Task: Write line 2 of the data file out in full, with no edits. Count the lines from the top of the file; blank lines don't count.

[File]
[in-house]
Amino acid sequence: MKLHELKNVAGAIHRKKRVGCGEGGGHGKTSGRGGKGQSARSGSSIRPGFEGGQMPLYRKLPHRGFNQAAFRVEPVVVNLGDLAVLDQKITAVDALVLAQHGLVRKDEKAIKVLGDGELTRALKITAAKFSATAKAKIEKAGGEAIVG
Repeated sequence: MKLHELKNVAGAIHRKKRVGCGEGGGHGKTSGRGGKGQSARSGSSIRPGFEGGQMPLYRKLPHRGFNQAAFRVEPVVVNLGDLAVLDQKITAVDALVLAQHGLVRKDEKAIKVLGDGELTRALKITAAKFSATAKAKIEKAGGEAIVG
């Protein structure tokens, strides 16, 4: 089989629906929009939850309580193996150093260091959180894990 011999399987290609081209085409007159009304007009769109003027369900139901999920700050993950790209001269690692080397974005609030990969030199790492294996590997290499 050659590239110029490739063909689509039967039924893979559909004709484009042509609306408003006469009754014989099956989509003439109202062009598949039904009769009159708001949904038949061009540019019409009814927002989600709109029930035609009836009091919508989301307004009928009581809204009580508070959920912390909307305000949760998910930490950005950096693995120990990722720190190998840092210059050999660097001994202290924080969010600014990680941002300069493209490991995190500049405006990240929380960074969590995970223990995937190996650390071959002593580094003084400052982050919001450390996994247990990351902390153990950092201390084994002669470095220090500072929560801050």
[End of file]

Amino acid sequence: MKLHELKNVAGAIHRKKRVGCGEGGGHGKTSGRGGKGQSARSGSSIRPGFEGGQMPLYRKLPHRGFNQAAFRVEPVVVNLGDLAVLDQKITAVDALVLAQHGLVRKDEKAIKVLGDGELTRALKITAAKFSATAKAKIEKAGGEAIVG